More than tolerance...

The word "tolerance" appears countless times in Scripture... said no one ever

I did a BibleGateway search recently for the word tolerance within the New Revised Standard version, the translation we use at seminary and that is utilized by many United Methodist congregations. And guess what: the word doesn't appear once. Not a single time.

Then there's the word love. In the NRSV, excluding the Apocrypha, it appears 641 times; including the Apocrypha, it shows up 731 times.

And yet there are those who would tell the Body of Christ that it is enough to simply tolerate members of the LGBTQ community, who advocate that such a mentality is completely within the expectations of living biblically.

Are you kidding me?!?!?!

If I want tolerance, I know plenty of places where I could have such an experience. Sadly, more than any other place that comes to mind, there is the Church. Granted, I'm not talking about congregations belonging to those denominations that are typically thought of as being more "progressive." I'm talking about faith communities where the emphasis is overly placed on personal holiness and where the necessity for justice is almost completely overlooked.

I realize that, when it comes to conversations about sexual orientation and gender identity, we have 2,000+ years of "tradition" that must be sorted out, discussed, and addressed. It's not easy, I'll admit. Even I struggle with how my sexual orientation impacts my faith, my relationship with God and others, and my own personal morality. But still, I try. I ask the questions, knowing that there is a chance the conclusion I reach might not be the easiest to face, much less merge into my life.

I know people who are trying to engage the "evangelical" world on issues of sexuality and gender expression. I know the pushback they experience. However, in my experience, if you tell the average run-of-the-mill Christian exactly what to do, delineating what their specific endpoint should be, once they reach said endpoint, they stop moving, stop growing. They become stagnant, complacent, and complicit. They stop asking questions. They think that what they're doing, how they're living, is enough. They're all set. There's nothing else to do, no other goal for which they should strive.

In the life of a person seeking to follow Christ, there is no such thing as enough. From my perspective, if a believer's mission is to love God and to love neighbor, which according to the Big Guy himself, it is, then there is always a way to love better, to love more. No one has enough love in their lives. No one has loved to the end of his or her limits, and if they think they have, then there is more to be bestowed upon them. More love for them to dole out.

Who wants to simply be tolerated? Not me!!!

It's human nature to want to feel sincere, authentic, unconditional love. We want to feel accepted, embraced. We want to be known for the fullness of who we are. When we enter into relationship with a person, we don't want to hide it. We want to shout it from the rooftops. This is the nature of love. It wants to move outward.

Tolerance on the other hand is isolating and insulating. It strives to set clear divisions between those who belong and those who are deemed undesirable. Don't get me wrong. Part of the human experience, as I see and have experienced it, is annoyance. In our closest relationships, there are frequently traits and quirks that others express that we find obnoxious. Hell, I can think of some of my own traits that I'm often annoyed with (like the fact that my vocal pitch goes really high when I'm excited... we're talking dog whistle high). But still, usually, we still love people regardless of these quirks and annoyances.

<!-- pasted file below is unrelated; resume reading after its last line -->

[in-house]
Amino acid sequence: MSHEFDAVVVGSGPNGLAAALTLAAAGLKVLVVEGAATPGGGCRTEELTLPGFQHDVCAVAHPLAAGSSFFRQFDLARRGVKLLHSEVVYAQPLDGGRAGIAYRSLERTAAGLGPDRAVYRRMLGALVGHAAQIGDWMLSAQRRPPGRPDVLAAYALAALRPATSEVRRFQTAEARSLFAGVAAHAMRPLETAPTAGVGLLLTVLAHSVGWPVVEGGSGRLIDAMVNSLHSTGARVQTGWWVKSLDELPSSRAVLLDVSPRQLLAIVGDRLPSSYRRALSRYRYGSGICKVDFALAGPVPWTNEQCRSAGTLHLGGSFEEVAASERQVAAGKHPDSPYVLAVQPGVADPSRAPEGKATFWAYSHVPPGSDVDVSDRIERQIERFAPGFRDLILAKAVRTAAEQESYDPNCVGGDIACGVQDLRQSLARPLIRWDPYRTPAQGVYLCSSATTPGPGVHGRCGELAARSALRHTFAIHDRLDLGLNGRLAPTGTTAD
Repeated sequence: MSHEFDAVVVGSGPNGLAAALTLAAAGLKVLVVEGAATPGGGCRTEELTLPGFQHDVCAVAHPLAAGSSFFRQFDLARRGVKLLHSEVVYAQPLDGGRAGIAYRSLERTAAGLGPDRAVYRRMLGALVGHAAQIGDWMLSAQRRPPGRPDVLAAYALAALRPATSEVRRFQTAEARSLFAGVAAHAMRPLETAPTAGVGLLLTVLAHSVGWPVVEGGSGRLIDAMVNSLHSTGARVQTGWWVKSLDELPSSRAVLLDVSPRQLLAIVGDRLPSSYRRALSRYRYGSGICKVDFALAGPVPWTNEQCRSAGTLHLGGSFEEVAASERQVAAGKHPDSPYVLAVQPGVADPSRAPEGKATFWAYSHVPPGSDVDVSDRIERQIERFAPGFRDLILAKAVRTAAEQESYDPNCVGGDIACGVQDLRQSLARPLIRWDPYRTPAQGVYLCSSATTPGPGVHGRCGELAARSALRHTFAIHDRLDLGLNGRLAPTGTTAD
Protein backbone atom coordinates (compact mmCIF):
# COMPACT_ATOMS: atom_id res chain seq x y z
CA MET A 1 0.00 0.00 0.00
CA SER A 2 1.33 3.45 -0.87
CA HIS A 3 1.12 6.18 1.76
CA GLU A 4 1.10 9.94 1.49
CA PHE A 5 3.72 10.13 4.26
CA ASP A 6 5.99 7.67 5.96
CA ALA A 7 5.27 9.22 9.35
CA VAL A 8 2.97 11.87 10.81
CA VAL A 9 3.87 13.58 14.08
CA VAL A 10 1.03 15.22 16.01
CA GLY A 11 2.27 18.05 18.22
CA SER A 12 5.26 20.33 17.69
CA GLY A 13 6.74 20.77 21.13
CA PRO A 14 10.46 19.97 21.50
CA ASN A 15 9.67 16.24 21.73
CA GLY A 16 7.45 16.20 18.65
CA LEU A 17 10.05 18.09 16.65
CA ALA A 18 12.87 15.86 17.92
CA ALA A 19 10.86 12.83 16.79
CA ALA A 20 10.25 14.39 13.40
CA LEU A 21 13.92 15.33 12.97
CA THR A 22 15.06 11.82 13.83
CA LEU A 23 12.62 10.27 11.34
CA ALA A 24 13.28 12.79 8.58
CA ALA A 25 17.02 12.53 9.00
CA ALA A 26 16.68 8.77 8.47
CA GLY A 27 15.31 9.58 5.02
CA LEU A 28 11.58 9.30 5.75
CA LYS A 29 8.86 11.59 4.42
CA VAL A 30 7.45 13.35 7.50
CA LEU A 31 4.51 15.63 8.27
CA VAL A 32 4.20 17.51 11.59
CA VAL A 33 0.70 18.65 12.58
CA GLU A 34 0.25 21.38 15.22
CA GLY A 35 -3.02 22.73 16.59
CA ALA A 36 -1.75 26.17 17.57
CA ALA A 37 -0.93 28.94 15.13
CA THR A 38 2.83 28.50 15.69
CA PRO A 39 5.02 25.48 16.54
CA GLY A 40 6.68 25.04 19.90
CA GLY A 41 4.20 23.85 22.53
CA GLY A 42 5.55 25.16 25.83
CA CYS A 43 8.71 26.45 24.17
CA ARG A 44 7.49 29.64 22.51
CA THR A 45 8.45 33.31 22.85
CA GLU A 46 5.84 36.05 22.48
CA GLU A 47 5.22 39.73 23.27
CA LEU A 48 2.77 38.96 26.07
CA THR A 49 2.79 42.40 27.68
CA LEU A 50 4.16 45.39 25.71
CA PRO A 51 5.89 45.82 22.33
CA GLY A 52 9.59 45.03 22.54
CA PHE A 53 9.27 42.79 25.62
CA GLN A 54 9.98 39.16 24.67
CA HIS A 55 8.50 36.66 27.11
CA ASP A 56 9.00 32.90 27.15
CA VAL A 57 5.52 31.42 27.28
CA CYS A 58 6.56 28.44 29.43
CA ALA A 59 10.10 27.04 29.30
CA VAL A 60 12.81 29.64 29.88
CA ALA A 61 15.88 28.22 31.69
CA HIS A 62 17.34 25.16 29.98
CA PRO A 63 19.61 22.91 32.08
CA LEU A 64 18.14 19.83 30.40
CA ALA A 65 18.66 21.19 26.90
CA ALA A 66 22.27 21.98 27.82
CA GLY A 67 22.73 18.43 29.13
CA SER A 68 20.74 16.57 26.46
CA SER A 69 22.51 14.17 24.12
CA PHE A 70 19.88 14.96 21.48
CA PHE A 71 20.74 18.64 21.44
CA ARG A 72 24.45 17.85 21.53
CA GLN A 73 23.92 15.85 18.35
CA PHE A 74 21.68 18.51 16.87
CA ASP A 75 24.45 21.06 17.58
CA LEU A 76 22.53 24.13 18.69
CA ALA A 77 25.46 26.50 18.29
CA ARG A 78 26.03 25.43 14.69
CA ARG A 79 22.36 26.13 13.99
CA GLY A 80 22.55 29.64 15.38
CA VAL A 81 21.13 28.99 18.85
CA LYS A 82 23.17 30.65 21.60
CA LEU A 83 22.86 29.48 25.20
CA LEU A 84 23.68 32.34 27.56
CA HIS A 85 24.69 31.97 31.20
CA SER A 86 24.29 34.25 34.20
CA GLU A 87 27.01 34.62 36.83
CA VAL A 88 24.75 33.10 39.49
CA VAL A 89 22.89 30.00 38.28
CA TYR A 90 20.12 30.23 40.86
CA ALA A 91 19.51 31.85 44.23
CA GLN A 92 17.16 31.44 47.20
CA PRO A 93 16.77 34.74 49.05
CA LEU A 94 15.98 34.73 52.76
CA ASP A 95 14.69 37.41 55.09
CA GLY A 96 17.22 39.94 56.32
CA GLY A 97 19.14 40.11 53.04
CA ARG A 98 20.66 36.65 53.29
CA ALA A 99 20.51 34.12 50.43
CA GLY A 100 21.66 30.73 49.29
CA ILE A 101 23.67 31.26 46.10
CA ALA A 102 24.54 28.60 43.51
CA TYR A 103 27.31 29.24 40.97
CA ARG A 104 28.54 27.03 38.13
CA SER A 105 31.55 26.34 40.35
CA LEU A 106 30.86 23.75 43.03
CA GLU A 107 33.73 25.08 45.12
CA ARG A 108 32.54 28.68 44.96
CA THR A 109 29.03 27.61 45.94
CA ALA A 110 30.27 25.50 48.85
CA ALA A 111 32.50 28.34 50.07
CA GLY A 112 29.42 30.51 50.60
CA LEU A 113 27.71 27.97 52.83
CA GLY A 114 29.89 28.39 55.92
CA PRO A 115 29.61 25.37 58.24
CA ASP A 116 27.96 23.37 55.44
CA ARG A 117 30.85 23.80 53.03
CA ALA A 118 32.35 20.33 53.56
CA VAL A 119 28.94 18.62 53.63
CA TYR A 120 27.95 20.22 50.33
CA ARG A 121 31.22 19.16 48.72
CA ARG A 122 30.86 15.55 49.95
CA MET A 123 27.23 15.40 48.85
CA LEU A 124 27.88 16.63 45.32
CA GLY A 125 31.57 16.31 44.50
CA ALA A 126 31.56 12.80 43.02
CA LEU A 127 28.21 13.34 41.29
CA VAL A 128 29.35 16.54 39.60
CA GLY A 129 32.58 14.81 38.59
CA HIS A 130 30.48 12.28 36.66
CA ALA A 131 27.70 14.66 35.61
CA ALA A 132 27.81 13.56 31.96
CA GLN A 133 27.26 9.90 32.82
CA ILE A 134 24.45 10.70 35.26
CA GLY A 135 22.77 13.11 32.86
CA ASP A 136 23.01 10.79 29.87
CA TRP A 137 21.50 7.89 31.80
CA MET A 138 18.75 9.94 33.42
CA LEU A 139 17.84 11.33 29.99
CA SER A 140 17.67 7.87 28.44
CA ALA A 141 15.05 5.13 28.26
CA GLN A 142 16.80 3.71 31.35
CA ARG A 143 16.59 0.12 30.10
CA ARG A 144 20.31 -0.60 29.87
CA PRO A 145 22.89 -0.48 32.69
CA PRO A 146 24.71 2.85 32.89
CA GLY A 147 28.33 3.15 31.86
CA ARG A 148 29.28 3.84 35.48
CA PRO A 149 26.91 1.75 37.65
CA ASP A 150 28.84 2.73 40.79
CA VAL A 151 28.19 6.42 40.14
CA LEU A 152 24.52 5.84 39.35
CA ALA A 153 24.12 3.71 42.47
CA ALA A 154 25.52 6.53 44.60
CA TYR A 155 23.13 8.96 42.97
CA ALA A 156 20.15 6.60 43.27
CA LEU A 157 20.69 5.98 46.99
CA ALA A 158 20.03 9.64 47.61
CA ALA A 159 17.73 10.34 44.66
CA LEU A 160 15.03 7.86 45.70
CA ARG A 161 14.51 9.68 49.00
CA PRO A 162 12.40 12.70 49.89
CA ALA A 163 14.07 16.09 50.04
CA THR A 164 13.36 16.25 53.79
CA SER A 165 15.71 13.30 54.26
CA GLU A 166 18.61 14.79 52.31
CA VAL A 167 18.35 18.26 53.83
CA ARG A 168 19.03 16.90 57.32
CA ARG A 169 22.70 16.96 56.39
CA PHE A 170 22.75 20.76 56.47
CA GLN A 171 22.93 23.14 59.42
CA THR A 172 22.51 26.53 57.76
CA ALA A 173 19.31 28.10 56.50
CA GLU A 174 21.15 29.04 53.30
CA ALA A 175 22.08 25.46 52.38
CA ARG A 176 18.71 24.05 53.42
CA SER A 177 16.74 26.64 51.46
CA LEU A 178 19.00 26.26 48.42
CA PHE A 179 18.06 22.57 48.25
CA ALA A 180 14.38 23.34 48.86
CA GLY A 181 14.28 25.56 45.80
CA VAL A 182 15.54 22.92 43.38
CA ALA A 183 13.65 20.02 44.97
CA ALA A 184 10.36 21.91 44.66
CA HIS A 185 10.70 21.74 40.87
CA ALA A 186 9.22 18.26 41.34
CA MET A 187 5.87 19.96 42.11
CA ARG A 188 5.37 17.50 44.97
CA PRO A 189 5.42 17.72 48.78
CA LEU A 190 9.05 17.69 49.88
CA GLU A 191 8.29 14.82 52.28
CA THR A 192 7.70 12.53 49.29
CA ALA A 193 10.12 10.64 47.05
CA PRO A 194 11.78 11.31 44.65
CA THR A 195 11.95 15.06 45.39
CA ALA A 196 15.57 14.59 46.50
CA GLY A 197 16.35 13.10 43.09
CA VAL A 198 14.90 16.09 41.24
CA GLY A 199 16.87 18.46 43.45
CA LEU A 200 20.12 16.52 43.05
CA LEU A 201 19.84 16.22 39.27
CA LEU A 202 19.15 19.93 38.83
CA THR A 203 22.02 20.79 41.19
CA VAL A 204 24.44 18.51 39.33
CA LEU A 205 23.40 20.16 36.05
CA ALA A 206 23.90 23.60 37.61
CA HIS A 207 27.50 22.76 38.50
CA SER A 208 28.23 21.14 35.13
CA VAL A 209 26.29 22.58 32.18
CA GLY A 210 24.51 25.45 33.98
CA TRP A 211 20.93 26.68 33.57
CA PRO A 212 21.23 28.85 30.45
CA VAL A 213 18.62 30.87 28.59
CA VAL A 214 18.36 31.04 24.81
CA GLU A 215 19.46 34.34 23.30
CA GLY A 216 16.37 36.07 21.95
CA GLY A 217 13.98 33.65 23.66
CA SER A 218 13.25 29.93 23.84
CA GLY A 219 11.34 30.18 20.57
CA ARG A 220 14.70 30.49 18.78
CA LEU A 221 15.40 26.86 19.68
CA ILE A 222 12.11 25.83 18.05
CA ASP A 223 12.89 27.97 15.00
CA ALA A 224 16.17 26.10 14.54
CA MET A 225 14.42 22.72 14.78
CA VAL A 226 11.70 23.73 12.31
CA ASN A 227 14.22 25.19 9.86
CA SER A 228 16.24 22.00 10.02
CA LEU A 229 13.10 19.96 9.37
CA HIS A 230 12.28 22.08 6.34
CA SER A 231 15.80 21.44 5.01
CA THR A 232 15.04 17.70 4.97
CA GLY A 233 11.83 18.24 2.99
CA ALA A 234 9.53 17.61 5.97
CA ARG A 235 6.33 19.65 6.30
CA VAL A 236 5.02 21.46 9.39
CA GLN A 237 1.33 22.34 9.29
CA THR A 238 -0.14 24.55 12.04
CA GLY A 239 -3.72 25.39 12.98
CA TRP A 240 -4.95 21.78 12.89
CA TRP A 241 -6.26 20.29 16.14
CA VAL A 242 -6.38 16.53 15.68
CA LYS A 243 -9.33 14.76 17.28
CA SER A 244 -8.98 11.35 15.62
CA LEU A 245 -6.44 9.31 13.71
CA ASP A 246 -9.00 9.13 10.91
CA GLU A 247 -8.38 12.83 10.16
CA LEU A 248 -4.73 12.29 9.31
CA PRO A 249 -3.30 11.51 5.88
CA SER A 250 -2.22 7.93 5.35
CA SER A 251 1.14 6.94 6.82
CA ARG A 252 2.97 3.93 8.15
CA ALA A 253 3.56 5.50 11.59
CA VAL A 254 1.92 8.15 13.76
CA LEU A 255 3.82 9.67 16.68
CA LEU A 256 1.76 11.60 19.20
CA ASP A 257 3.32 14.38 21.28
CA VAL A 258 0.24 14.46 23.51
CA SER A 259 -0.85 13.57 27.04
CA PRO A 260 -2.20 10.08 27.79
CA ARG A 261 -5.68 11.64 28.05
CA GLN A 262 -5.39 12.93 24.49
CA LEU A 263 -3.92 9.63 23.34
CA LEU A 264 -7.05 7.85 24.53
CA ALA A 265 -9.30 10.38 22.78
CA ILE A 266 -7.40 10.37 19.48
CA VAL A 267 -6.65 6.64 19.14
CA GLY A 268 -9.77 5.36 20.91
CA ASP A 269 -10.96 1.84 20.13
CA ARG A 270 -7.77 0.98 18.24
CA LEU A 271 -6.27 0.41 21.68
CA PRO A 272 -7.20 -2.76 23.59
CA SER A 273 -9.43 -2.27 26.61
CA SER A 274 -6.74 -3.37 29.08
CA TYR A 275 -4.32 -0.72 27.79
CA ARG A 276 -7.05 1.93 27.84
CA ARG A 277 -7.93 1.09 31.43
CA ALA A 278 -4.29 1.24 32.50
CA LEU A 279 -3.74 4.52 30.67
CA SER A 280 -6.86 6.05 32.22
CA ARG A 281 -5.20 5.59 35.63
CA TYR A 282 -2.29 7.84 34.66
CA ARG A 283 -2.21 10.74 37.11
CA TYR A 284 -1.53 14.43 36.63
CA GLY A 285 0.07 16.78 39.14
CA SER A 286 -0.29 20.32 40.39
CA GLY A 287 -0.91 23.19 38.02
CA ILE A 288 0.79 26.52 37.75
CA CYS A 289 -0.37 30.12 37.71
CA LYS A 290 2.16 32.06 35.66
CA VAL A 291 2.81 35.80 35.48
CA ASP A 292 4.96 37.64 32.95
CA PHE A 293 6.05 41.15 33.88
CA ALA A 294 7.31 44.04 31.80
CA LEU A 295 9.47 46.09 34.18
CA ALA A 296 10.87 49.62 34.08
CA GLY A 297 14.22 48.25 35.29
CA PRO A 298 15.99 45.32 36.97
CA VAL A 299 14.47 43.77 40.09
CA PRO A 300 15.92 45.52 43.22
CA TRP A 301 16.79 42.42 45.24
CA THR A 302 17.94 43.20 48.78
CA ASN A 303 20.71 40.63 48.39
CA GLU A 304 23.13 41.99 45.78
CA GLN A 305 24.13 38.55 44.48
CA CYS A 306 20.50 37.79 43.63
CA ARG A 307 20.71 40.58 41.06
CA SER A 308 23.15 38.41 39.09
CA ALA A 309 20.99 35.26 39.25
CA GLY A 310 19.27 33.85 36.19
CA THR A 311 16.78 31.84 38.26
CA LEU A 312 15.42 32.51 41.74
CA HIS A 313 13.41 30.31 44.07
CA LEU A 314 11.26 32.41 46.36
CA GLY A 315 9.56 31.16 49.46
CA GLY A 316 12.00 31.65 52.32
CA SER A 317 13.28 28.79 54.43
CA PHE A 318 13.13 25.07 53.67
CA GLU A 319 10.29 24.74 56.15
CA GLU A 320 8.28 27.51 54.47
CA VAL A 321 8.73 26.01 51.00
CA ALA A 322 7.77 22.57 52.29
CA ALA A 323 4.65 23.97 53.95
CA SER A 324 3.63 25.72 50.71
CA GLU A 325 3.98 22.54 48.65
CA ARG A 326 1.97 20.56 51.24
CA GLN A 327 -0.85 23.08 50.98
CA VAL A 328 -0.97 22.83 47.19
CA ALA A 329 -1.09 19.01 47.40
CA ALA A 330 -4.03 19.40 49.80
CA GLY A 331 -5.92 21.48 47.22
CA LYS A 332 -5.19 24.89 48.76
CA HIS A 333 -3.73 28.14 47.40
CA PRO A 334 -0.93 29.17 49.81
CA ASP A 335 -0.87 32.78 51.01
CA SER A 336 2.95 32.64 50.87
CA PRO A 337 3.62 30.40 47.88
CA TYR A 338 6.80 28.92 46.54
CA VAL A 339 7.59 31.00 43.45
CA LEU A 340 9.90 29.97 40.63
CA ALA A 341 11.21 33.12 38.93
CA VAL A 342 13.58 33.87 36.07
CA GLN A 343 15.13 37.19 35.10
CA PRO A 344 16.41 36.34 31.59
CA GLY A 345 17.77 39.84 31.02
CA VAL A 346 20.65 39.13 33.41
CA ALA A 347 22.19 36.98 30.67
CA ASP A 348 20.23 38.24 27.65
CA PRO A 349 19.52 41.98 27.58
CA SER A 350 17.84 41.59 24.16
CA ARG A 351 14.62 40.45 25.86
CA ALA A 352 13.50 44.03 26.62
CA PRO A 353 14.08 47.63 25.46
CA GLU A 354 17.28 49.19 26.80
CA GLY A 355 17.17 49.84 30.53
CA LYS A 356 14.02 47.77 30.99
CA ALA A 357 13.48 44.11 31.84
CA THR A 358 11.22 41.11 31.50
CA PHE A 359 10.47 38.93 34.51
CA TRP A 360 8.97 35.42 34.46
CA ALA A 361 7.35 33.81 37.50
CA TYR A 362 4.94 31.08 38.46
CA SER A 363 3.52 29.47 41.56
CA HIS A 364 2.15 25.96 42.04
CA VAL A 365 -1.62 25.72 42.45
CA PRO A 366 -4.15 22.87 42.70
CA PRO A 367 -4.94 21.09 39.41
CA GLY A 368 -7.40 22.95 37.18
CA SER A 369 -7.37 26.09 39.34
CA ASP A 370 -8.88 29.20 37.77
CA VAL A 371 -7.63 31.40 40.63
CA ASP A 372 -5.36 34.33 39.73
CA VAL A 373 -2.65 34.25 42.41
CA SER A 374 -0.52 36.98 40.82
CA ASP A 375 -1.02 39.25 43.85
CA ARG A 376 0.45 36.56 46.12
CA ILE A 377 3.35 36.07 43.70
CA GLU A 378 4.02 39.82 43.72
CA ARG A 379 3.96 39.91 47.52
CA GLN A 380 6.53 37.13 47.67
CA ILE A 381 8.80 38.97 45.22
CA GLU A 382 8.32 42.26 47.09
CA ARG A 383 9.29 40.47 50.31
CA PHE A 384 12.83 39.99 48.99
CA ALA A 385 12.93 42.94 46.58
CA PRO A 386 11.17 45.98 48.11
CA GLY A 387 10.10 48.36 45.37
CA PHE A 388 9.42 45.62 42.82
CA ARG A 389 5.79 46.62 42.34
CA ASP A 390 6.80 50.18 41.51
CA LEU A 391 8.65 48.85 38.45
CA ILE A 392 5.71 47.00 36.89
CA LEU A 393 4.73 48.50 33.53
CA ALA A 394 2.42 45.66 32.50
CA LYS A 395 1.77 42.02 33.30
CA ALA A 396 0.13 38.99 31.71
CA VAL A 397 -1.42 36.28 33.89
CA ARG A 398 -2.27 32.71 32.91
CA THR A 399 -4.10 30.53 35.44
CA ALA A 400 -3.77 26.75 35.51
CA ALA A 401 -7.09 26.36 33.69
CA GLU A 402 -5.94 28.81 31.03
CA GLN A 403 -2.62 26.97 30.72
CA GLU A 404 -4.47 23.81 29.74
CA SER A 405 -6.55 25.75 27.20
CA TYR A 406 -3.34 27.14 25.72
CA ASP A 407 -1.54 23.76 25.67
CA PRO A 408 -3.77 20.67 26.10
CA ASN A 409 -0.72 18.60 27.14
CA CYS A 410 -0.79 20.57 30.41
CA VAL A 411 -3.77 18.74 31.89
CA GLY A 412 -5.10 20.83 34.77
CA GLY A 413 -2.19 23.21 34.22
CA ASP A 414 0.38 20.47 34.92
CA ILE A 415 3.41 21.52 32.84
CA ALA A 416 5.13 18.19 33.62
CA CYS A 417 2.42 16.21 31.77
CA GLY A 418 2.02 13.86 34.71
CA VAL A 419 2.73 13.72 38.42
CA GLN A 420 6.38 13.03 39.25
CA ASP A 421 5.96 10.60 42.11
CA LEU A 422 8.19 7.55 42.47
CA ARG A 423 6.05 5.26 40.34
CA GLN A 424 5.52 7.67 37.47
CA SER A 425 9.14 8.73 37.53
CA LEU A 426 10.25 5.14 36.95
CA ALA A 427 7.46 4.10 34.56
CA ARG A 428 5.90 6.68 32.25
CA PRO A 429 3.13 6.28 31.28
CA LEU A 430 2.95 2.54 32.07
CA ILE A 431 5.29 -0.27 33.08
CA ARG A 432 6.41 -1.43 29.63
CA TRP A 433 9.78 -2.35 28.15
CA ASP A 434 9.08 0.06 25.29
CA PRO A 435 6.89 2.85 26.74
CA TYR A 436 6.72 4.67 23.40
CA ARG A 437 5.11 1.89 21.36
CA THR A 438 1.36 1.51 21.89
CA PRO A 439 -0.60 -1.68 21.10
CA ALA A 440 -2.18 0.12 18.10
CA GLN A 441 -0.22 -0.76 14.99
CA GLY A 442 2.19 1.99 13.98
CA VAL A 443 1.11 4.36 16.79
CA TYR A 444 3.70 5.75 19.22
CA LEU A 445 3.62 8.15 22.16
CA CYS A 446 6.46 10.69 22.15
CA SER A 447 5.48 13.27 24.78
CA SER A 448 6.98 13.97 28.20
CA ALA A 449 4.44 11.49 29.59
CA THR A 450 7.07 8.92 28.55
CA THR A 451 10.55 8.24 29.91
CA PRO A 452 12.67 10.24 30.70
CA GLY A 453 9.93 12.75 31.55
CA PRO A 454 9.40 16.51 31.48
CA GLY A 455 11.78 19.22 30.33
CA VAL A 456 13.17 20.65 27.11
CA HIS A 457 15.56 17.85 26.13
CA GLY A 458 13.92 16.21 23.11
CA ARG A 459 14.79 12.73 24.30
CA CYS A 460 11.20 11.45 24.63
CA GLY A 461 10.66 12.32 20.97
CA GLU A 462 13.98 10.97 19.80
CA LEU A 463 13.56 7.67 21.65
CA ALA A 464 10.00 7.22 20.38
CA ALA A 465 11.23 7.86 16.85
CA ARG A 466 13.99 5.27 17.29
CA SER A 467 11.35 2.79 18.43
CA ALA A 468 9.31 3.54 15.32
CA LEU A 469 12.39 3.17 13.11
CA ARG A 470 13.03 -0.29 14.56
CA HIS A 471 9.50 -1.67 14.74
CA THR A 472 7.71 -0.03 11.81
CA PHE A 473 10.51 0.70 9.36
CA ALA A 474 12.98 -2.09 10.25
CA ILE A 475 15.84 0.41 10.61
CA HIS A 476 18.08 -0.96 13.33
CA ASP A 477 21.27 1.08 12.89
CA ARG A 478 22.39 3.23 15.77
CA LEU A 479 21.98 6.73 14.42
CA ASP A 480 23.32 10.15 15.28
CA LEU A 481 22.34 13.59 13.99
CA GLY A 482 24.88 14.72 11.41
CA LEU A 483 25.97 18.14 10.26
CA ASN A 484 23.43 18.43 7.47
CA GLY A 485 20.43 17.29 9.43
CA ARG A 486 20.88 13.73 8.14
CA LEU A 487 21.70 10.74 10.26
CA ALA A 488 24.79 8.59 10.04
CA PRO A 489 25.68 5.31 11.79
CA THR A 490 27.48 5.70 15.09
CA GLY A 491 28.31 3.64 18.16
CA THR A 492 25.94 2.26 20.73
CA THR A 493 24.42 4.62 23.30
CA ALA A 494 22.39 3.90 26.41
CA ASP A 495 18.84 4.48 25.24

This isn't the kind of tolerance I'm referring to. I'm talking about the fact that there are people giving evangelical Christians permission to merely put up with LGBT persons, as if it is enough for these Christians to let queer people come to their churches, eat their foodsing their songs. It's enough to have them around. But by not charging the church world to truly, deeply, and authentically love queer people, these "advocates," these "allies" are giving conservative Christians a cop-out way of living up to Christ's commandment to love God and to love neighbor.

Just so you know what I'm talking about, read now the words of Matthew:

‘Teacher, which commandment in the law is the greatest?’ He said to him, ‘ “You shall love the Lord your God with all your heart, and with all your soul, and with all your mind.” This is the greatest and first commandment. And a second is like it: “You shall love your neighbour as yourself.” On these two commandments hang all the law and the prophets.’

Just as there is no end to the love offered to us by the Creator, neither is there and end to the love we are called to live into. Notice in the above passage the lack of footnotes, asterisks, commentary. It's simple, clear-cut, and concise. It's direct. It's concrete. When it comes to love, there is no such thing as enough. We can never stop loving, and the call to love pushes us beyond the compromise of tolerance. If we stop at tolerance, we never make it to love, not really. Tolerance allows us to be lukewarm, fence-straddling cowards.

...Don't just put up with me, with queer people

Don't pretend to love us without really loving us. Don't exploit our gifts without getting to know our person. Don't be afraid to tell us what you think—we certainly won't be afraid to express how we feel. If you don't really want us around, as much as it might hurt hearing it, tell us. We're strong. We're resilient. We can cope. We've done it before. We don't want tolerance. We want acceptance. We want to be affirmed. We want to be loved for the fullness of who we are. All of it.